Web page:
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New Study Looks at the Role Fishing Plays in the Spread of Invasive Species

Researchers from Ball State University looked at the part anglers play in spreading and, more importantly, preventing invasive species in freshwater ways.

A study released in July from Ball State University in Muncie, Indiana, used ten years of data from popular fishing app Fishbrain to provide better insight into the creation of “invasion superhighways,” which increase the spread of aquatic invasive species across the United States.

The data they gathered identified high-density fishing areas where anglers gather and the links that are created between waterways through fishing traffic. It also highlighted the function of apps like Fishbrain and the actions recreational anglers can take to prevent the spread of invasive species.

“The popularity of the Fishbrain app allowed us to see large scale movement patterns of anglers,” said Jessica Weir, an author on the paper from Ball University. “This was critical to the success of the study. We knew it was an interesting avenue of research because how anglers move among lakes is critical to understanding how invasive species are spread. Good movement data are hard to come by and spatially limited, so there was a large data gap in most places that we could fill with Fishbrain data. Our group had success in describing connections between lakes at a smaller scale using a now defunct fishing app and we did a pilot study in Minnesota using Fishbrain data that was then scaled up to the entire U.S.”

An “invasion superhighway” refers to a network of waterways connected by tourists and anglers which do not have a natural connection.

“The invasion superhighway is a national network through which aquatic invasive species are spreading,” said Weir. “Our research derived this network from pathways that were heavily and frequently travelled by anglers.”

This differs from the natural network of rivers and streams the species can take. Natural waterways are connected and flow downstream, while the superhighway allows the species to be transported from one place to another even though the waterways are not connected.

“The angler network was far more extensive than the natural network,” said Weir. “There was more connectivity overall, redundant connections, and new connections that do not exist via rivers and streams. The flow of connections from lake to lake often occurred in both directions due to how anglers moved across the landscape, compared to the typical one-way (downstream) flow of rivers and streams.”

Over a four-year period, researchers used data from the app, which provides data to anglers and lets them store their information, like a fishing log and favorite fishing spots, to track fishing patterns across the U.S.

“Fishbrain is the most popular app for people who like to fish in the world,” said Nate Roman, partnerships manager at Fishbrain. “As such, Fishbrain is able to provide comprehensive insight into fishing trends and patterns based on data from millions of anglers across different jurisdictions, making it easier to spot how the movement of invasive species maps onto the movements of anglers.”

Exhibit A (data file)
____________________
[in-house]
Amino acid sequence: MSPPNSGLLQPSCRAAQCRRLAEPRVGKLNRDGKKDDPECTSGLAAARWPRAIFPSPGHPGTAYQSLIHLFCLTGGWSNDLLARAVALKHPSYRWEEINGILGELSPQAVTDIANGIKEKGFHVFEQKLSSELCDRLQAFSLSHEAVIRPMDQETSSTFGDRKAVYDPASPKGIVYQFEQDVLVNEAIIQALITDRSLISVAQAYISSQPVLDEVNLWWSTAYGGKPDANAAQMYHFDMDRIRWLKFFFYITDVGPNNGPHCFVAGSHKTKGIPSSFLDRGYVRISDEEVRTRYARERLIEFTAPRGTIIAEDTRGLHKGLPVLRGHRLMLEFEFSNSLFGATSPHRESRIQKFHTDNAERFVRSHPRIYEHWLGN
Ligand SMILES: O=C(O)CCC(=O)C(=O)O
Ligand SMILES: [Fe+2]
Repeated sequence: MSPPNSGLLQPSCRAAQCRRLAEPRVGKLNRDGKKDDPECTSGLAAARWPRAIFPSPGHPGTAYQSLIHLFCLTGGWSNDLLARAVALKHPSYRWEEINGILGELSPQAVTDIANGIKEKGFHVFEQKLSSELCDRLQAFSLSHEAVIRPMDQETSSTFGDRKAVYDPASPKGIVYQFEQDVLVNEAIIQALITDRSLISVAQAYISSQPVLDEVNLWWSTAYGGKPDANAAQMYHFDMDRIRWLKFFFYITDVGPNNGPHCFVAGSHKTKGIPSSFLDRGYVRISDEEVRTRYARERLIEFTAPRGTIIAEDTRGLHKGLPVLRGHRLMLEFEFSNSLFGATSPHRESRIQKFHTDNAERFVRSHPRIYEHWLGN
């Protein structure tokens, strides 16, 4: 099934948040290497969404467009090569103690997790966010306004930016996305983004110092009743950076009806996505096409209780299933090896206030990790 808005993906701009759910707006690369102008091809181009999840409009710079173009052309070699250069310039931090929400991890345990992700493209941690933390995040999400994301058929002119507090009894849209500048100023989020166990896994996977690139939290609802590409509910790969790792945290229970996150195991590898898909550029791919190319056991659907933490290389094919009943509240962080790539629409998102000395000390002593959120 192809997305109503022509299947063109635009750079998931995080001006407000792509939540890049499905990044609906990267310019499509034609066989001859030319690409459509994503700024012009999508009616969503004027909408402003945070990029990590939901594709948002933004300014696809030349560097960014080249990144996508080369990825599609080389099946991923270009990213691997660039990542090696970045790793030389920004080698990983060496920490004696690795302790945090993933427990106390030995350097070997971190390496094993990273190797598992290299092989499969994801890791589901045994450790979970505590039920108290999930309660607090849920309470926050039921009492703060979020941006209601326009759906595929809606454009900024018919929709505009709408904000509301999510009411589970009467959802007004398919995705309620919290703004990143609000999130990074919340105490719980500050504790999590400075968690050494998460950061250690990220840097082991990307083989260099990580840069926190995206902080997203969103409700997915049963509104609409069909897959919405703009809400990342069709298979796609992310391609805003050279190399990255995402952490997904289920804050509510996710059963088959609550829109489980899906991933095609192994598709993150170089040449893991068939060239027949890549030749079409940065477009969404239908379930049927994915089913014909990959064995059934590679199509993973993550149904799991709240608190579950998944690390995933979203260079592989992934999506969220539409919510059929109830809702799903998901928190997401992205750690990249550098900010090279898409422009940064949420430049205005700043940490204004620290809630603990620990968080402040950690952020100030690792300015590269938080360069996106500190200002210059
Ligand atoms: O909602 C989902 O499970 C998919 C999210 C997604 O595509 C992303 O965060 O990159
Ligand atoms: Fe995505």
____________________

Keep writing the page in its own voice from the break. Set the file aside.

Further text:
With 10 million users across the country, researchers could see where the greatest density of anglers was and how they moved to new spots.

“The eastern part of the U.S. had a greater density of fish catches – this is likely due to greater population density and more fishing opportunities/ water resources in the eastern U.S. compared to the western U.S. Destination fishing spots were popular among Fishbrain anglers, including areas in the Great Lakes and Florida,” said Weir. “Our research identified “hub” lakes in each state that were some of the most popular locations across the nation.”

The data from the study showed the anglers created 650,764 connections between lakes that were not already connected by a river or stream, the strongest connections were based in the eastern United States, and most connections were made in a seven-day period.

While the study was able to track the “superhighway,” it was a staunch reminder of the angler’s role regarding invasive species.

“Invasive species have both ecologic and economic impacts,” said Weir. “Aquatic invasive species threaten native species and disturb the aquatic food chain which can in-turn lower the quality of the fishery. Invasive species have high economic costs as well. Aquatic invasive species can clog intake pipes for industrial facilities, harm human health, and cost an estimated US$26 billion globally each year.”

There are a couple of tips that anglers should keep in mind as they move around to different fishing spots.

  • Report sightings of invasive species to state or federal agencies while noting the exact location and providing a photo.
  • Refrain from dumping live organisms like live bait.
  • Make sure to wash your boat properly in between fishing stops.

For more tips, see https://stopaquatichitchhikers.org/. To read the full study, see https://academic.oup.com/pnasnexus/article/1/3/pgac075/6604388.

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